The US Capitol Building has gone into lockdown after hundreds of pro-Trump protesters stormed the building during the count to certify Joe Biden’s victory. One woman is in a critical condition with a gunshot to the chest. The protesters were urged on by the president at his “March to Save America” rally nearby. Vice-President Mike Pence, who earlier rejected Trump’s calls to overturn the election results, was quickly evacuated from the Senate chamber, where lawmakers were debating a Republican objection to certify the presidency. There have been reports of a protester shooting into the House chamber as police officers tried to barricade the door, while House members were given gas masks before being rushed from the floor. The Washington Post is reporting that the Defense Department has denied a request to deploy the National Guard, while a former DC police chief has called it “as close to a coup attempt as this country has ever seen”. Trump, who said earlier at his rally, “We’re going to walk down Pennsylvania Ave – I love Pennsylvania Avenue – and we’re going to the Capitol”, has since tweeted for protesters to “stay peaceful”.
The Capitol Hill chaos forced US Congress to stop counting electoral votes, but the Senate vote count continues down in Georgia, where Democratic challenger Jon Ossoff has extended his lead, putting Democrats on the brink of Senate control. Democrat Raphael Warnock last night defeated Republican Kelly Loeffler for the other spot, becoming the state’s first black senator. A top election official in Georgia said it was all but certain that Ossoff would emerge as the victor against David Perdue, adding that it was likely that the victory would exceed the margin to trigger a recount.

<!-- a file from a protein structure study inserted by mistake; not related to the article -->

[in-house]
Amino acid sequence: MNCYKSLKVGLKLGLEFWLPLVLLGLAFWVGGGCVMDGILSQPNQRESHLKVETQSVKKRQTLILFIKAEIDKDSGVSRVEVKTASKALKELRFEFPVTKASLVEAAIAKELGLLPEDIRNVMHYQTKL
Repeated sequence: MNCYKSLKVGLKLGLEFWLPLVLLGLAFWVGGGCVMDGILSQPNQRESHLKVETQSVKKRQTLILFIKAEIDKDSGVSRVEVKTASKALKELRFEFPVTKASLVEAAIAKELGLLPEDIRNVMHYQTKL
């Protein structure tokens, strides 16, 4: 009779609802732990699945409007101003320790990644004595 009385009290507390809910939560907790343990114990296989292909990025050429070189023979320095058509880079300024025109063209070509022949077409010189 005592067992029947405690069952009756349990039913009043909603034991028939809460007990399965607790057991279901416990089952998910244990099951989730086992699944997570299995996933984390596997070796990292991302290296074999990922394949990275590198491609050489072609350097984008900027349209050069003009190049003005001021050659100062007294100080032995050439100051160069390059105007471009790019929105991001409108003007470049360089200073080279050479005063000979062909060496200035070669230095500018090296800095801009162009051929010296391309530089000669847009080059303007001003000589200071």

Friday’s special meeting of national cabinet will consider tightening rules on arrivals, including mandatory pre-flight testing and a blanket ban on travel from the UK and South Africa. The travel ban will probably be rejected, news.com.au reports, as the UK strain is on course to become the dominant strain elsewhere. Authorities in Victoria and WA are pushing for the pre-flight test and want those who test positive unable to board planes, while WA Premier Mark McGowan wants to see pre-flight testing extended to the US as well. The group will also receive an update on the much-debated vaccine rollout, with federal Health Minister Greg Hunt yesterday “not ruling out” speeding up the process. The aged care industry is calling for the mandatory vaccination of staff, while business groups in other sectors say they agree with government plans not to make the vaccine mandatory across the community.
Julian Assange has been denied bail, two days after a UK court ruled on mental health grounds that he should not be extradited to the United States to face espionage charges. District judge Vanessa Baraitser, the same judge who denied the extradition request, said the WikiLeaks co-founder “still has an incentive to abscond from these as yet unresolved proceedings”, noting he had a history and the means of doing so. Clair Dobbin, a lawyer for the US government, pointed to the readiness of other states to offer protection to Assange, referencing an offer of asylum from the president of Mexico. The US government is appealing the extradition ruling to the High Court. Assange will remain in Belmarsh prison in London, where he has spent the past 18 months since being evicted from the Ecuadorian embassy.